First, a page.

"The cool part about it is it brings and connects so many different people on so many different levels together," said Jesse Hunt, executive director of the Park City Ski Team, who is in his fourth year heading up the ski swap. "In addition to that, the community is always checking out the opportunity to sell and buy gear and swap gear out. There's a lot of good equipment in the community."
The ski swap, which is scheduled to run Nov. 2-4 at the Basin Recreation Fieldhouse in Kimball Junction, is one of the best ski swaps in the country, according to SKI Magazine, and Hunt said the goal each year is to continue to provide the best ski and snowboard gear at the most affordable prices.
"We're obviously trying to do our best to get the most inventory on the floor and give people the best selection possible," he said. "There hasn't been a lot that has changed in the last four years in terms of operation."
Equipment check-in is scheduled for Oct. 29 through Nov. 1 at Jans Mountain Outfitters on Park Avenue as well as at Cole Sport on Park Avenue. Check-in on Friday, Nov. 2, will run from 3 to 7 p.m. at the Fieldhouse, while check-out on Sunday, Nov. 4, will run from 3:30 to 5 p.m. Sale hours are scheduled as: Friday, 8 p.m. to 1 a.m.; Saturday, 10 a.m. to 6 p.m.; and Sunday 10 a.m. to 2 p.m. Admission prices are as follows: Friday night-$10, Saturday-$6 and Sunday-$2. Children under the age of 12 will be admitted for free.
Hunt said moving the ski swap from smaller venues such as Treasure Mountain Middle School to Park City High School and the Fieldhouse has helped the event balloon in offerings as well as popularity.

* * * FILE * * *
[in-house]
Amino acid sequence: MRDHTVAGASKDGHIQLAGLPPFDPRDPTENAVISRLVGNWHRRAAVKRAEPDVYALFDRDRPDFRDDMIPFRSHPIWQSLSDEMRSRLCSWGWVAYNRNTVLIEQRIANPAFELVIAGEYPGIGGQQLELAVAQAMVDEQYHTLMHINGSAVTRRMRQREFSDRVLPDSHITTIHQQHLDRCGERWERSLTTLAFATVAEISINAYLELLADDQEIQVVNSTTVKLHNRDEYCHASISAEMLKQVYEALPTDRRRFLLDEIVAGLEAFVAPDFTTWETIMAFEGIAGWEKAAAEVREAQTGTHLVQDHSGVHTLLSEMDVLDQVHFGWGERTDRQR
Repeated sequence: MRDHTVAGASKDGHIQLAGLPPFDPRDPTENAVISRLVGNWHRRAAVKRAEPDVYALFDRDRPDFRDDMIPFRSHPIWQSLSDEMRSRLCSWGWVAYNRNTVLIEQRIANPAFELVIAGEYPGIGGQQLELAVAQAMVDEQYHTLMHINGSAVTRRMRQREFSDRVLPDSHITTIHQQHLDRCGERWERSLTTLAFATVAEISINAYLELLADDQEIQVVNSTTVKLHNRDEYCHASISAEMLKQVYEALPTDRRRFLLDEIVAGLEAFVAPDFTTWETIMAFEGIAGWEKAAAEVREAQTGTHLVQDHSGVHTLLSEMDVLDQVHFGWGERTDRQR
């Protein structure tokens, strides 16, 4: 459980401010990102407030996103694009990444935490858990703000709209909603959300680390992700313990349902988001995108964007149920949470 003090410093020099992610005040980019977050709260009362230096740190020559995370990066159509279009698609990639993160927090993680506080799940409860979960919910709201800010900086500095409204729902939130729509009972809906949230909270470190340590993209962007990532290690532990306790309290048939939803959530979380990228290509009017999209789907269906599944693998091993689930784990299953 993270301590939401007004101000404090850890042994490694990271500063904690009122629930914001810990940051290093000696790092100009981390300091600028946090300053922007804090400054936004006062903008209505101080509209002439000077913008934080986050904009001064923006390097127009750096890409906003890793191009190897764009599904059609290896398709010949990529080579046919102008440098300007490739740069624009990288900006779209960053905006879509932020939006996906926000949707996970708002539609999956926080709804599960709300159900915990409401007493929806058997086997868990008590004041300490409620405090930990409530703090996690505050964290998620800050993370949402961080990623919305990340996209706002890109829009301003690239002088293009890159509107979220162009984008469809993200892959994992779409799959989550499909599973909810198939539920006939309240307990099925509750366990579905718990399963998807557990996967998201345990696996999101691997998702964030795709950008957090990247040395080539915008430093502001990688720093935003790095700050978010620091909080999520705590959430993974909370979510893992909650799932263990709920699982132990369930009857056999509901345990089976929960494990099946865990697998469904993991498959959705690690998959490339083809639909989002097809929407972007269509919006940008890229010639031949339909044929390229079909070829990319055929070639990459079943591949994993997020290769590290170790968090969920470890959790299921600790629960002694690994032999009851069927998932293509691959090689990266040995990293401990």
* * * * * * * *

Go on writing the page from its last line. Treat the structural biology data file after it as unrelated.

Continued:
"Suddenly we had 30,000 square feet of space and people had a much better look at things and in addition to that, it's just big," he said. "What I can remember (about previous years) is that there was obviously not a lot of space, so whatever inventory we had, it was cluttered and we were always jamming it in. I think over time, in addition to improving the locations by having more space, we've also improved the process. We have an automated system for checking in and checking out equipment. It's been made a lot more seamless for customers."
Hunt said with the help of experienced swap workers and a boatload of volunteers, they've been able to make the swap a fun experience more than just a frantic search for the best deal.
"With an event of this size, there's so many moving parts; it really requires a knowledgeable staff and people executing roles, and in the end, it's the volunteers that run it," he said. "There's literally thousands of volunteer hours that go into the event."
Over the last few years, Hunt said an average of 6,000 people have converged on the Fieldhouse in the three-day period and he said he expects that number to hold strong this year. He said that more than finding the best "screaming deal" out there, ski swaps open a door to young athletes hoping to try out a winter sport.
"People are accessing used equipment until they decide to invest in this sport," he said. "It's a great opportunity to outfit the family. I have three kids and I'll be there outfitting my kids, for sure."
For more information on the 40th annual Park City Ski Swap, visit www.parkcityskiswap.com or call (435) 649-8749.